NASHVILLE — Gibson Guitar Corp. has widened its attack on the video game industry with a second patent infringement lawsuit.
In a case filed Thursday in federal district court in Nashville, it says that by developing, distributing and promoting the video game Rock Band, Harmonix, MTV Networks and Electronic Arts are violating a virtual-reality patent the guitar maker holds.
The same 1999 patent is at issue in a separate lawsuit Gibson filed earlier in the week against Wal-Mart Stores Inc. and five other retailers. The real-guitar maker says the stores are violating the patent by selling the Activision Inc. game Guitar Hero.
Before Gibson filed either lawsuit, Activision sued Gibson in Los Angeles this month asking for a federal court declaration that it is not violating Gibson's patent.
Gibson officials haven't said why the company is not suing Activision directly.
Representatives for Harmonix, MTV Networks and Electronic Arts — the companies Gibson sued Thursday over Rock Band — did not return phone calls seeking comment.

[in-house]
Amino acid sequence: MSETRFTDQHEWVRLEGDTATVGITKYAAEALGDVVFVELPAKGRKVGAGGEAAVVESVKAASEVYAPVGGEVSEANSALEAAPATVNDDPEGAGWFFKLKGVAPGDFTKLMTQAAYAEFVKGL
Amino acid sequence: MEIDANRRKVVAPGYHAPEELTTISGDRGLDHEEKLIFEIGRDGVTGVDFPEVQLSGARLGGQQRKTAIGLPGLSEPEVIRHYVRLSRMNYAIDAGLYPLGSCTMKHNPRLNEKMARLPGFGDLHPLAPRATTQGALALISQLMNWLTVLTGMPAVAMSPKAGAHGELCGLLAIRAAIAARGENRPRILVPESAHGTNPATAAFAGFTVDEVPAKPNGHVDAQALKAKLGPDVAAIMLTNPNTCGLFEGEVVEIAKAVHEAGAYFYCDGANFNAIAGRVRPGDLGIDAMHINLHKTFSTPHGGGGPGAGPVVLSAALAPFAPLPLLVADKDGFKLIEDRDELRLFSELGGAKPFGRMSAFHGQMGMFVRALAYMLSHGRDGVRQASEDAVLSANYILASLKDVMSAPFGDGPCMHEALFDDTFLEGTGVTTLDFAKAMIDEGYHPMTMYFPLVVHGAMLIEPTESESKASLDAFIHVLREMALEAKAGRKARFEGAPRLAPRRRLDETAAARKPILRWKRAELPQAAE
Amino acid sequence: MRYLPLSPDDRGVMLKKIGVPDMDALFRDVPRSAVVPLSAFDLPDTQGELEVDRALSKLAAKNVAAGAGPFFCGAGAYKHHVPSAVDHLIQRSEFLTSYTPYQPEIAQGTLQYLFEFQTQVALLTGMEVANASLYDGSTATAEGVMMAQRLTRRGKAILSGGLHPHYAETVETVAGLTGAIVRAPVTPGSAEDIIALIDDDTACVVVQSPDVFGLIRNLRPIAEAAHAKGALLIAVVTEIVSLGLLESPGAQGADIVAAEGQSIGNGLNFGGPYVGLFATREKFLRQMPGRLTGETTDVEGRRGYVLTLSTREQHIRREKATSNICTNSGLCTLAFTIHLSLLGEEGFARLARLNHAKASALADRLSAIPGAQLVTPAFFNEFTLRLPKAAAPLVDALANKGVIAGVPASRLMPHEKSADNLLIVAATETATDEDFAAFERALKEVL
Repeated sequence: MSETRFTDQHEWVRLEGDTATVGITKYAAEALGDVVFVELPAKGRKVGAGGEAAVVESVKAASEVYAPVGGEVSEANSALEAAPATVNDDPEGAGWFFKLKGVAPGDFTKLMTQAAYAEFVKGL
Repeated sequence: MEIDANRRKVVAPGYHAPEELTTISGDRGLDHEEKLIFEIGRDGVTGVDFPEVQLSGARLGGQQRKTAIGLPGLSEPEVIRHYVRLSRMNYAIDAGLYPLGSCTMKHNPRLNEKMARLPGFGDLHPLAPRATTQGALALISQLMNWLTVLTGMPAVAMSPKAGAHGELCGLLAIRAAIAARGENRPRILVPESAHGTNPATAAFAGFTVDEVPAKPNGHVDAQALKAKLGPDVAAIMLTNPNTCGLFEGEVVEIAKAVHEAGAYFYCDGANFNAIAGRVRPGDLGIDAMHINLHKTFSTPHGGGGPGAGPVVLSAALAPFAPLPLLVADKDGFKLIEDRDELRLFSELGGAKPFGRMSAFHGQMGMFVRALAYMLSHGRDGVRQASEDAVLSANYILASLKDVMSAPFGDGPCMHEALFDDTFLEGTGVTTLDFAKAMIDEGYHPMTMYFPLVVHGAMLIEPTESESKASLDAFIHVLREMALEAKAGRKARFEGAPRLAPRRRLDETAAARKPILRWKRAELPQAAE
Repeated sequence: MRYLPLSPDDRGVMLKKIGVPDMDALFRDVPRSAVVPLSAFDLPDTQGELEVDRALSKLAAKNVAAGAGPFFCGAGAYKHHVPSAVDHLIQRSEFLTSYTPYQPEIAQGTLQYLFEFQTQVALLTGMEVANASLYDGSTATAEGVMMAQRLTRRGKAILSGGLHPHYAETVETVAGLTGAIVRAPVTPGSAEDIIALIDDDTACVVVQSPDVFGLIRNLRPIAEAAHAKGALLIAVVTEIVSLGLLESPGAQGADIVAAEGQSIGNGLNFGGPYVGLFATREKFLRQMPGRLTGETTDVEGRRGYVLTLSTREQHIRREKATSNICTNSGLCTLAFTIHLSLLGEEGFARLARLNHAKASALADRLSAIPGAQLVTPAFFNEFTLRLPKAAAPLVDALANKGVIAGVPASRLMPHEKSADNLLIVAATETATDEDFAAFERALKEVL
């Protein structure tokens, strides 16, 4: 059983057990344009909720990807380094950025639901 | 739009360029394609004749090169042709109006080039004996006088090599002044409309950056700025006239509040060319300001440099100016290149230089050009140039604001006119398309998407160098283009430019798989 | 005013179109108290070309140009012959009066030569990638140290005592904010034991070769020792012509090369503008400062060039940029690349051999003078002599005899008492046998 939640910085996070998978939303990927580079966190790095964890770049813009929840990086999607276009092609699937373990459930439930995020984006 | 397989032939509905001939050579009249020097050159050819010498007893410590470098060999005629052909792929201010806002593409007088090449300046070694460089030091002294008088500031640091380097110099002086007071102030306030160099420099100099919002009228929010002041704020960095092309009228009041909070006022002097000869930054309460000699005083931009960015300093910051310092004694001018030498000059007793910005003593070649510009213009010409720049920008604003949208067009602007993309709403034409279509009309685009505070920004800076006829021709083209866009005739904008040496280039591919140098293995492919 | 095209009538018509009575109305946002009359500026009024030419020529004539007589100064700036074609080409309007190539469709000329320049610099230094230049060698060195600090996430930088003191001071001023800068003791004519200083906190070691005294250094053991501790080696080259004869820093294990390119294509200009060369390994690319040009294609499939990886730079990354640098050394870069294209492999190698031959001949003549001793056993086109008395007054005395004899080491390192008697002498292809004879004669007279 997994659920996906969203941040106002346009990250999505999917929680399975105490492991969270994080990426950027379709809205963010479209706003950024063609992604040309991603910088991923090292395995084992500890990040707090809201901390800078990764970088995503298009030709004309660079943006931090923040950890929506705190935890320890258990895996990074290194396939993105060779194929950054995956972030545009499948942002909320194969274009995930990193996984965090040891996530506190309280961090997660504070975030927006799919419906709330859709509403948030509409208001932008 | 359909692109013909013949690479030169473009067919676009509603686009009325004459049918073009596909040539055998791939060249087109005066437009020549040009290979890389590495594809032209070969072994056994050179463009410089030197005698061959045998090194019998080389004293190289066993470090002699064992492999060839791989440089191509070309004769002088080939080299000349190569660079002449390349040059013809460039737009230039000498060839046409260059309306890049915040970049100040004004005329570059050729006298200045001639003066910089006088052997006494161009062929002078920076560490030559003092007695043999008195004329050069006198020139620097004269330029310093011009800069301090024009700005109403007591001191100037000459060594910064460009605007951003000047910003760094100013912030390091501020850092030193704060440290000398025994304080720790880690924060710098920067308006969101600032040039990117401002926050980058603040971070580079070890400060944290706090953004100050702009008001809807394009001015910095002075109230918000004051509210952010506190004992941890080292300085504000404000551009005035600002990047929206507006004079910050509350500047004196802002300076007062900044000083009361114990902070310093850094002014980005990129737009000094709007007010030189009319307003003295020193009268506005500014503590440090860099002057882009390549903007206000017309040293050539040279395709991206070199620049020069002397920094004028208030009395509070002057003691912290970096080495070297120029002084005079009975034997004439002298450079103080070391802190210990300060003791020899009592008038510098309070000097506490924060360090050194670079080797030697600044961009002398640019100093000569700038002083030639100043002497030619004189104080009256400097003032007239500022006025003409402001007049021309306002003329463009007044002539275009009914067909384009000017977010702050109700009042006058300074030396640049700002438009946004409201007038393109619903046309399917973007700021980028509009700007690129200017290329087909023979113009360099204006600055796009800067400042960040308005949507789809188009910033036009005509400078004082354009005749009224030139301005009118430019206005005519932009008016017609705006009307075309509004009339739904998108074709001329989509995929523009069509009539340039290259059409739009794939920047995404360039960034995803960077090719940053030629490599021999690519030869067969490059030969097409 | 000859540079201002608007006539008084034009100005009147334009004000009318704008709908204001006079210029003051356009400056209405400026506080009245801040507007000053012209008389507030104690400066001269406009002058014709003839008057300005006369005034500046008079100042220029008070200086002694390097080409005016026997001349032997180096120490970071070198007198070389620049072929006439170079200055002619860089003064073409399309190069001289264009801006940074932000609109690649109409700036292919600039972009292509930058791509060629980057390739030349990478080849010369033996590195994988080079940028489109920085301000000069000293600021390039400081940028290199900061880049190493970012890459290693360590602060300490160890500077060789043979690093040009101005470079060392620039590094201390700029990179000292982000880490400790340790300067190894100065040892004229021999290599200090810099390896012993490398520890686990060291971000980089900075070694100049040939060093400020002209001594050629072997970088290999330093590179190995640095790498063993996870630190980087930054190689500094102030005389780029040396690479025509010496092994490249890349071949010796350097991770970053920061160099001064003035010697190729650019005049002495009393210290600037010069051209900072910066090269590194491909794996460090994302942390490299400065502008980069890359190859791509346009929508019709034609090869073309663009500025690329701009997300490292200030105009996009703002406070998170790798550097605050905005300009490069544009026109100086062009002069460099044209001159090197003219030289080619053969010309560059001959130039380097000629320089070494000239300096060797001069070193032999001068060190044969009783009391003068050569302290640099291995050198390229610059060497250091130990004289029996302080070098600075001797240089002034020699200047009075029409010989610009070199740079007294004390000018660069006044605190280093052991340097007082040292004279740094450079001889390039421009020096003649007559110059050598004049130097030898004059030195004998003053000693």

Harmonix also created and developed some of the Guitar Hero games.
Gibson said Friday that it had made "good faith efforts to enter into a patent license agreement with the defendants in this case.
Gibson wants the companies to pay damages for infringing on its patent and to stop selling Guitar Hero and Rock Band, the suit says.
A copy of the patent included in Gibson's lawsuit is dated Nov. 23, 1999, and describes a device that lets a user "simulate participation in a concert by playing a musical instrument and wearing a head-mounted 3-D display that includes stereo speakers."